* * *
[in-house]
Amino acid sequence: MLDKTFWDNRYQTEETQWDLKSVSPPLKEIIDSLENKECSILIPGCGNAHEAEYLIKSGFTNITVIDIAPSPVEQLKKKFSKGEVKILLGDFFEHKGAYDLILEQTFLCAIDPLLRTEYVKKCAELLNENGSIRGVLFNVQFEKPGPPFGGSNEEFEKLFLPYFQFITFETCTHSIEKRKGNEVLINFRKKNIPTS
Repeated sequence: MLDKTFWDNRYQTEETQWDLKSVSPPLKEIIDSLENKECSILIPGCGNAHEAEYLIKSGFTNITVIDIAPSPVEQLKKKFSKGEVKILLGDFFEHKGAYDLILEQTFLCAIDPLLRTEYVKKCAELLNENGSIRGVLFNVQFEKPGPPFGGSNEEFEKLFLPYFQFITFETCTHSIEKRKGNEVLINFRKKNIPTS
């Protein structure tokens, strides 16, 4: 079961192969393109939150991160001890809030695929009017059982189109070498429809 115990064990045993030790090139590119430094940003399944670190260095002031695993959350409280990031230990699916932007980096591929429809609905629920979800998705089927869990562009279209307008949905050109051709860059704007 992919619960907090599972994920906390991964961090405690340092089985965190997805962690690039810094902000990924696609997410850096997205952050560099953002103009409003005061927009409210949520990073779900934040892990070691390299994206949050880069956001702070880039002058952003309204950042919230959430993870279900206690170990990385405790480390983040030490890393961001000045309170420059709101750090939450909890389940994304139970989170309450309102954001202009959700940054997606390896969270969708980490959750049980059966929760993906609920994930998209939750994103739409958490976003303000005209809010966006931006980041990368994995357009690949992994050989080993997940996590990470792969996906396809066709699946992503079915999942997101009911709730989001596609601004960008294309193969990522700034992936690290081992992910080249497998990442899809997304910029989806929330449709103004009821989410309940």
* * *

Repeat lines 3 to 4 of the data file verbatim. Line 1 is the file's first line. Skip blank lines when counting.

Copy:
Repeated sequence: MLDKTFWDNRYQTEETQWDLKSVSPPLKEIIDSLENKECSILIPGCGNAHEAEYLIKSGFTNITVIDIAPSPVEQLKKKFSKGEVKILLGDFFEHKGAYDLILEQTFLCAIDPLLRTEYVKKCAELLNENGSIRGVLFNVQFEKPGPPFGGSNEEFEKLFLPYFQFITFETCTHSIEKRKGNEVLINFRKKNIPTS
């Protein structure tokens, strides 16, 4: 079961192969393109939150991160001890809030695929009017059982189109070498429809 115990064990045993030790090139590119430094940003399944670190260095002031695993959350409280990031230990699916932007980096591929429809609905629920979800998705089927869990562009279209307008949905050109051709860059704007 992919619960907090599972994920906390991964961090405690340092089985965190997805962690690039810094902000990924696609997410850096997205952050560099953002103009409003005061927009409210949520990073779900934040892990070691390299994206949050880069956001702070880039002058952003309204950042919230959430993870279900206690170990990385405790480390983040030490890393961001000045309170420059709101750090939450909890389940994304139970989170309450309102954001202009959700940054997606390896969270969708980490959750049980059966929760993906609920994930998209939750994103739409958490976003303000005209809010966006931006980041990368994995357009690949992994050989080993997940996590990470792969996906396809066709699946992503079915999942997101009911709730989001596609601004960008294309193969990522700034992936690290081992992910080249497998990442899809997304910029989806929330449709103004009821989410309940």